California is going to ban the sale of the pesticide chlorpyrifos in starting of early 2020; the state environmental officials say it has been related to brain damage and different health concerns in children.
Under an agreement reached, the maker of chlorpyrifos, sales of the pesticide, will end on Feb. 6, 2020, and agricultural growers won’t be allowed to use it after Dec. 31, 2020.
“For years, environmental justice advocates have struggled to get the harmful pesticide chlorpyrifos out of communities,” Gov. Gavin Newsom stated in a statement. “Due to their tenacity and the work of countless others, this can now happen faster than originally envisioned. It is a big win for children, employees, and public health in California.”
Chlorpyrifos is used primarily on crops similar to alfalfa, almonds, citrus, cotton, grapes, and walnuts.
California environmental regulators targeted the pesticide for many years. They have designated chlorpyrifos substances as a toxic air contaminant that causes health concerns when inhaled or exposed to the skin of bystanders. The agreement includes a ban on aerial spraying.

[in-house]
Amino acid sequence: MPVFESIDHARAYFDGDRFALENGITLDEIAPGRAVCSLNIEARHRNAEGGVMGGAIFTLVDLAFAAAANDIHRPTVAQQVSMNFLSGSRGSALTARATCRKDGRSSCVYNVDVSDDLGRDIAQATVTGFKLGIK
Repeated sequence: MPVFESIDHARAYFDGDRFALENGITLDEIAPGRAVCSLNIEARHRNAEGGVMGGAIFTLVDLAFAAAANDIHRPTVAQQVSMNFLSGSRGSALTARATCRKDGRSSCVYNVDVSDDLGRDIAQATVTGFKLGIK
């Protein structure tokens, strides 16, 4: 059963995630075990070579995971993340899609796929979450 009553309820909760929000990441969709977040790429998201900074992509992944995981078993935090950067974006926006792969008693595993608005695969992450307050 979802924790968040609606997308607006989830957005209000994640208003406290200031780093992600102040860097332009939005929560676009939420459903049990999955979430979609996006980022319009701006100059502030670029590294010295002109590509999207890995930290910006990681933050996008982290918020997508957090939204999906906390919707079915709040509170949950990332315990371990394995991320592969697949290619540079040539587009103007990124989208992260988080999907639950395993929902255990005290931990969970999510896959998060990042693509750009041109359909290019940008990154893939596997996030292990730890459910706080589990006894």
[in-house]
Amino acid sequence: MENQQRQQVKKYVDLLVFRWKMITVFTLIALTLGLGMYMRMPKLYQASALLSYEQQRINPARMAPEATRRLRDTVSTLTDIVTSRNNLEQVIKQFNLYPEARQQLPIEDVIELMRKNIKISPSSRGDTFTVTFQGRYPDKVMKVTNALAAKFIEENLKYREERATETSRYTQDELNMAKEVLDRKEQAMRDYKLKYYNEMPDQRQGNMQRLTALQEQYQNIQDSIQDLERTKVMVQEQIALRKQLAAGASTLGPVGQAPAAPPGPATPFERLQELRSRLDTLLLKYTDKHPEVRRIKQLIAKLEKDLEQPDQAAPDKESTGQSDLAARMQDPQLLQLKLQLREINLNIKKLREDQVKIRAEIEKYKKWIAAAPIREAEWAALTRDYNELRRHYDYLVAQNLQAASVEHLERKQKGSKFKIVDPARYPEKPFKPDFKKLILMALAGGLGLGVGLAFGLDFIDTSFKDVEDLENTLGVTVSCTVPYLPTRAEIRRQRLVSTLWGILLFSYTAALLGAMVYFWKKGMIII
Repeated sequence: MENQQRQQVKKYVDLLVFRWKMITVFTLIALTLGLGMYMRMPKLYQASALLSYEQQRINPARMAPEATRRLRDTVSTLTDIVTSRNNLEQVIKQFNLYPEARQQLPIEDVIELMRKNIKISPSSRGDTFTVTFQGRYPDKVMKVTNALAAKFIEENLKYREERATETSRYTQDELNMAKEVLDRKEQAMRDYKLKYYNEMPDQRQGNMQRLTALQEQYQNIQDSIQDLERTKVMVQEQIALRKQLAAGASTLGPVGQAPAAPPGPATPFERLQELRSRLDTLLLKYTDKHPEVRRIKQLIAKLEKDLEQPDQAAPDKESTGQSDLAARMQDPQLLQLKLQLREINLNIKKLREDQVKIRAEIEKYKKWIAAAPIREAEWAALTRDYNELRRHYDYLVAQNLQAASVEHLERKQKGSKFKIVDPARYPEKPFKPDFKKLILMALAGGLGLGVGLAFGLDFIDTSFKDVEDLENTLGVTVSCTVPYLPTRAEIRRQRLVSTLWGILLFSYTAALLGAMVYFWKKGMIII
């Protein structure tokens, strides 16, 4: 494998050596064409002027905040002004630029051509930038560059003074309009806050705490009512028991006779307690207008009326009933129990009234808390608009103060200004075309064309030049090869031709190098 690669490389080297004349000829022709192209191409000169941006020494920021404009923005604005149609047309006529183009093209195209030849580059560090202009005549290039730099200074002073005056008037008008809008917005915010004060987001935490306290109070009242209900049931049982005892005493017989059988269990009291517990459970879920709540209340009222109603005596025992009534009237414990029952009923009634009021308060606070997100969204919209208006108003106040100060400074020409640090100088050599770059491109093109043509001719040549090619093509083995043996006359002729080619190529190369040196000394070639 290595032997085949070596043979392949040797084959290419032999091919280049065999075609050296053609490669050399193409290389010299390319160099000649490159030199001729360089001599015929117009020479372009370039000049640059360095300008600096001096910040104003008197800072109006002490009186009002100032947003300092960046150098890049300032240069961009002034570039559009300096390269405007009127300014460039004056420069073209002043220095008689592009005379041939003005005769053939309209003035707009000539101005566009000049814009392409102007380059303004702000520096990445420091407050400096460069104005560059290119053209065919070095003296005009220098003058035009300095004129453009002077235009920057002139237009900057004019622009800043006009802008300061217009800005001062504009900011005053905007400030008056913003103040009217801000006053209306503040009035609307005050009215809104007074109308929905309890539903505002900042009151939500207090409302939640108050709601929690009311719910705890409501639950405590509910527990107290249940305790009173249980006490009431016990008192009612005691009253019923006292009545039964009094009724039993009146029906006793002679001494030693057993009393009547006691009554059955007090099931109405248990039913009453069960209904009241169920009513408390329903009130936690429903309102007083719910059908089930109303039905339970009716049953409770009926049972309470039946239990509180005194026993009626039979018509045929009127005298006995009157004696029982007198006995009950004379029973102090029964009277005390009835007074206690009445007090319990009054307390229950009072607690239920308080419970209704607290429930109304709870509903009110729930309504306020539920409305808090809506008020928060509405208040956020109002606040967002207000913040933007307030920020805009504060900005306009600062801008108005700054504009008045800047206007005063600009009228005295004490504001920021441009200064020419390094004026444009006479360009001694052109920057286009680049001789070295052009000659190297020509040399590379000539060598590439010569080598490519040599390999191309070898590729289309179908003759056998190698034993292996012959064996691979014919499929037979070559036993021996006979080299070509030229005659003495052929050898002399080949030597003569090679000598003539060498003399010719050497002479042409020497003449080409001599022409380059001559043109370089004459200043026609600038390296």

The U.S. EPA under President Barack Obama suggested a federal ban on chlorpyrifos in 2015. However, the EPA reversed course just in three months after the new Trump administration.
The federal government’s experts issued a report in Last year stating that the pesticide and two others diazinon and malathion have been washing into streams and rivers and harming wildlife, equivalent to endangered species of salmon.
Chlorpyrifos has already been banned in Hawaii.
Pesticide manufacturer Corteva Agriscience didn’t reply to NPR’s emailed request for comment.
However, it informed the Associated Press: “By recent actions, the State of California has improvised and carried out several uniquely challenging regulatory requirements for chlorpyrifos. These new, novel requirements have made it virtually impossible for growers to make use of this necessary tool in their state.”